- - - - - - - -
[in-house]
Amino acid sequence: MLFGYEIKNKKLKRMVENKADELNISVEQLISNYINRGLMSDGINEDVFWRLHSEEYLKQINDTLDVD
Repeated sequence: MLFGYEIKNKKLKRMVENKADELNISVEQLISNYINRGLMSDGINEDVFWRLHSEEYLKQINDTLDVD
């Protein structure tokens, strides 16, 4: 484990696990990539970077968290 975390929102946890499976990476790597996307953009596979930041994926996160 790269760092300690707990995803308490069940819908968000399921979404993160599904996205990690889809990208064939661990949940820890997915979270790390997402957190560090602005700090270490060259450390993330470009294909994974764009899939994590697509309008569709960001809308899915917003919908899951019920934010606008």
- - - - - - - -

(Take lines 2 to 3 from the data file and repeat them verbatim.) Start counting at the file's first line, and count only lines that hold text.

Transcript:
Amino acid sequence: MLFGYEIKNKKLKRMVENKADELNISVEQLISNYINRGLMSDGINEDVFWRLHSEEYLKQINDTLDVD
Repeated sequence: MLFGYEIKNKKLKRMVENKADELNISVEQLISNYINRGLMSDGINEDVFWRLHSEEYLKQINDTLDVD